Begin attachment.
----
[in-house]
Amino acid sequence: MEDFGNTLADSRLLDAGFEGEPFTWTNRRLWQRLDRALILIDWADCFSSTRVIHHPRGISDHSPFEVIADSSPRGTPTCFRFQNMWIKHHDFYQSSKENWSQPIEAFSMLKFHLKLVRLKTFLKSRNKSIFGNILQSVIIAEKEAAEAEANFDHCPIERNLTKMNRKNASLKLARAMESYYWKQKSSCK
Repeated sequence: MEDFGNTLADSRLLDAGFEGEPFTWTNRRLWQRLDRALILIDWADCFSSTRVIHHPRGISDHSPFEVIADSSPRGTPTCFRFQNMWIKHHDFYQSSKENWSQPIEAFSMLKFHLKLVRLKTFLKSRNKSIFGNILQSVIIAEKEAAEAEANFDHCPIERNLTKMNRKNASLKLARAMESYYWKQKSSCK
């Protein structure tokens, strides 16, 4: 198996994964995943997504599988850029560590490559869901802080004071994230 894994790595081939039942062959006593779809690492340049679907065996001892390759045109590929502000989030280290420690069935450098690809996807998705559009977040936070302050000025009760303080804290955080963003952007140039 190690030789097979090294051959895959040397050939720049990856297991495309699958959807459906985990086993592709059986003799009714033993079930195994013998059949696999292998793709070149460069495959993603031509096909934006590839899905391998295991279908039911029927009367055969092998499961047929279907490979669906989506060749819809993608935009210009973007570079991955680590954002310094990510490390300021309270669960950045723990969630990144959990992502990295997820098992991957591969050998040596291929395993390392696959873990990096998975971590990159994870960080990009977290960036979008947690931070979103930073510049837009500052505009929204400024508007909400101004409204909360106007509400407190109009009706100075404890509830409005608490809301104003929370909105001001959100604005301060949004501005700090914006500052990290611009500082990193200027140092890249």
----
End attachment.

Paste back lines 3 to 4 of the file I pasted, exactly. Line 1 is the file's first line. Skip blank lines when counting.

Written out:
Repeated sequence: MEDFGNTLADSRLLDAGFEGEPFTWTNRRLWQRLDRALILIDWADCFSSTRVIHHPRGISDHSPFEVIADSSPRGTPTCFRFQNMWIKHHDFYQSSKENWSQPIEAFSMLKFHLKLVRLKTFLKSRNKSIFGNILQSVIIAEKEAAEAEANFDHCPIERNLTKMNRKNASLKLARAMESYYWKQKSSCK
């Protein structure tokens, strides 16, 4: 198996994964995943997504599988850029560590490559869901802080004071994230 894994790595081939039942062959006593779809690492340049679907065996001892390759045109590929502000989030280290420690069935450098690809996807998705559009977040936070302050000025009760303080804290955080963003952007140039 190690030789097979090294051959895959040397050939720049990856297991495309699958959807459906985990086993592709059986003799009714033993079930195994013998059949696999292998793709070149460069495959993603031509096909934006590839899905391998295991279908039911029927009367055969092998499961047929279907490979669906989506060749819809993608935009210009973007570079991955680590954002310094990510490390300021309270669960950045723990969630990144959990992502990295997820098992991957591969050998040596291929395993390392696959873990990096998975971590990159994870960080990009977290960036979008947690931070979103930073510049837009500052505009929204400024508007909400101004409204909360106007509400407190109009009706100075404890509830409005608490809301104003929370909105001001959100604005301060949004501005700090914006500052990290611009500082990193200027140092890249």